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The Impacts of Takeover Protection on Firm Innovation Knowledge

PUBLISHED : Friday, 25 January, 2019, 9:51am
UPDATED : Friday, 25 January, 2019, 9:51am

[Sponsored Article]

Increase in Takeover Protection and Firm Knowledge Accumulation Strategy
WANG, Heli | ZHAO, Shan | HE, Jinyu
Strategic Management Journal, Vol. 37, 2016.

 

The threat of a takeover undoubtedly makes CEOs uneasy because they often lose their jobs if the threat is followed through. But the verdict on whether a threat is harmful to the firm itself is still out. Some argue that it acts like a market discipline on a CEO to perform in the best interest of the firm, others that it leads to higher managerial turnover and short-termism decision-making.

New research by Heli Wang, Shan Zhao and Jinyu He, however, finds that the threat may do more harm than good, a conclusion they reached after flipping the question around to ask what happens when a firm suddenly gets some protection against takeovers.

They had a real-life case to work with after the US state of Delaware introduced takeover protection legislation in 1995. Their argument was that takeover protection would make CEOs feel more secure and therefore motivate them to invest in strategies that support the accumulation of firm-specific innovative knowledge assets, in particular patents, which are critical to firm value in the long run.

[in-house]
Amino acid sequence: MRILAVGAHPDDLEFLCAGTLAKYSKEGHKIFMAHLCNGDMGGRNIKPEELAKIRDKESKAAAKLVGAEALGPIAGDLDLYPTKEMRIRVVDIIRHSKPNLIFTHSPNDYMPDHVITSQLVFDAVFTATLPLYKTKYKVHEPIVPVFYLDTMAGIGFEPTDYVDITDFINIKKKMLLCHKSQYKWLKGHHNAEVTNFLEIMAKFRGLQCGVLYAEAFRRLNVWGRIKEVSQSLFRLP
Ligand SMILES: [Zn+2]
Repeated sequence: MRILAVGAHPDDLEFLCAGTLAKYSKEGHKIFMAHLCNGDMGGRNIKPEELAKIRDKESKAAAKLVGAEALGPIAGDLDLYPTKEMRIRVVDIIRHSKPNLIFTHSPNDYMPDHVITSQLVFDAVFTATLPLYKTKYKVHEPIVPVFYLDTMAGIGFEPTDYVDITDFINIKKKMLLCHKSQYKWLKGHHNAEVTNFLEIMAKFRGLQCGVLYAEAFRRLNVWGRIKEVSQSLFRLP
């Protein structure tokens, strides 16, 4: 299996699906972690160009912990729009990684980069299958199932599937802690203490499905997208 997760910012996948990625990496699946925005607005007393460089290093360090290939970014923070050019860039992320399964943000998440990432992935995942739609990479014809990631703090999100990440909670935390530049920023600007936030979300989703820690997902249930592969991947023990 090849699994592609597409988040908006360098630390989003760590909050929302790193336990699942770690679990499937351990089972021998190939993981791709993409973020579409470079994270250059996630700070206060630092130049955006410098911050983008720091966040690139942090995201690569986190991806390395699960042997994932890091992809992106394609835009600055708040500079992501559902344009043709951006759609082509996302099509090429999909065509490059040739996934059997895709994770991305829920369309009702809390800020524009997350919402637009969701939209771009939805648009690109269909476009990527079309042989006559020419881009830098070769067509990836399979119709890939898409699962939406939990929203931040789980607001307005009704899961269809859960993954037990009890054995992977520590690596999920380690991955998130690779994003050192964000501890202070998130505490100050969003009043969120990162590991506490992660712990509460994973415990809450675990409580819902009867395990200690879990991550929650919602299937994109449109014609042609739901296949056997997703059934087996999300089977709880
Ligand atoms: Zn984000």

Without protection, the CEO’s efforts would be more likely to focus on general knowledge resources, such as knowledge of patents that could be more readily transferred to another firm.

“An increase in takeover protection therefore could affect a firm’s shift toward accumulating firm-specific, as opposed to general, knowledge resources through its influence on top managers’ job security and incentives,” they said.

To show how this can happen, they analyzed 307 firms in Delaware when they filed for new patents between 1992 and 1999. They used the frequency with which a firm’s existing patents cite its own previous patents to indicate the degree to which the firm’s new knowledge is built on its own knowledge base and thus firm specific. The findings confirmed their suspicions: after the takeover protection was introduced, there was a 15.3 per cent increase in the mean degree of firm-specific knowledge assets accumulated.

The authors were also interested in the limits, or boundaries, of this effect, particularly given the argument that takeover protection weakens the disciplinary role of the market. They found that if managers were given incentives such as higher managerial ownership in the firm, their interests aligned with shareholders and this mitigated the downside of takeover protection. Firms with a higher value of managerial ownership saw a 29 per cent increase in the mean degree of firm-specific knowledge assets following takeover protection, while those with a low degree saw only a 3.7 per cent increase.

Managerial tenure also mattered. Managers with longer tenure had less incentive to invest in increasing their firm-specific knowledge since they had already acquired so much. Therefore, a high value of tenure was associated with only a 13 per cent increase in firm-specific knowledge assets following takeover protection, but a low value with a 20.3 per cent increase. “To some extent, high managerial tenure may be considered a substitute for takeover protection,” the authors said.

They added: “More generally, our study highlights the importance of human factors in generating competitive advantages from firm-specific resources, which is in accordance with other recent research examining the roles that managers and employees play in obtaining and developing firm resources and dynamic capabilities.”